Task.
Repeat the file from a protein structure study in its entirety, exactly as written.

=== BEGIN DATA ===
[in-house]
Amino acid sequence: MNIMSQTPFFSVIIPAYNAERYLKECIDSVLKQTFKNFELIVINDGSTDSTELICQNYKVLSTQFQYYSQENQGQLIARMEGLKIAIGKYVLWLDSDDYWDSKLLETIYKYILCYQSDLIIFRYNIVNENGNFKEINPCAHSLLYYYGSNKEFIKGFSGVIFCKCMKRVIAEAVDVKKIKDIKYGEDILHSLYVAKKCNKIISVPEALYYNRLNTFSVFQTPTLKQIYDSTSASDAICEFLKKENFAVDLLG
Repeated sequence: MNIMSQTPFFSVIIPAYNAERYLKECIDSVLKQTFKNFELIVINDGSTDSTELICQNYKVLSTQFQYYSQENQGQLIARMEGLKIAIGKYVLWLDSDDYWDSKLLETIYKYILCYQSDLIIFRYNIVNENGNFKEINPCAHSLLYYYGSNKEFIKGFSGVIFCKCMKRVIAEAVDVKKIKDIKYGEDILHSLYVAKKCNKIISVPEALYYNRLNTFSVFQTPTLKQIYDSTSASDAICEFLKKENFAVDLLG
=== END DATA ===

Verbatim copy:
[in-house]
Amino acid sequence: MNIMSQTPFFSVIIPAYNAERYLKECIDSVLKQTFKNFELIVINDGSTDSTELICQNYKVLSTQFQYYSQENQGQLIARMEGLKIAIGKYVLWLDSDDYWDSKLLETIYKYILCYQSDLIIFRYNIVNENGNFKEINPCAHSLLYYYGSNKEFIKGFSGVIFCKCMKRVIAEAVDVKKIKDIKYGEDILHSLYVAKKCNKIISVPEALYYNRLNTFSVFQTPTLKQIYDSTSASDAICEFLKKENFAVDLLG
Repeated sequence: MNIMSQTPFFSVIIPAYNAERYLKECIDSVLKQTFKNFELIVINDGSTDSTELICQNYKVLSTQFQYYSQENQGQLIARMEGLKIAIGKYVLWLDSDDYWDSKLLETIYKYILCYQSDLIIFRYNIVNENGNFKEINPCAHSLLYYYGSNKEFIKGFSGVIFCKCMKRVIAEAVDVKKIKDIKYGEDILHSLYVAKKCNKIISVPEALYYNRLNTFSVFQTPTLKQIYDSTSASDAICEFLKKENFAVDLLG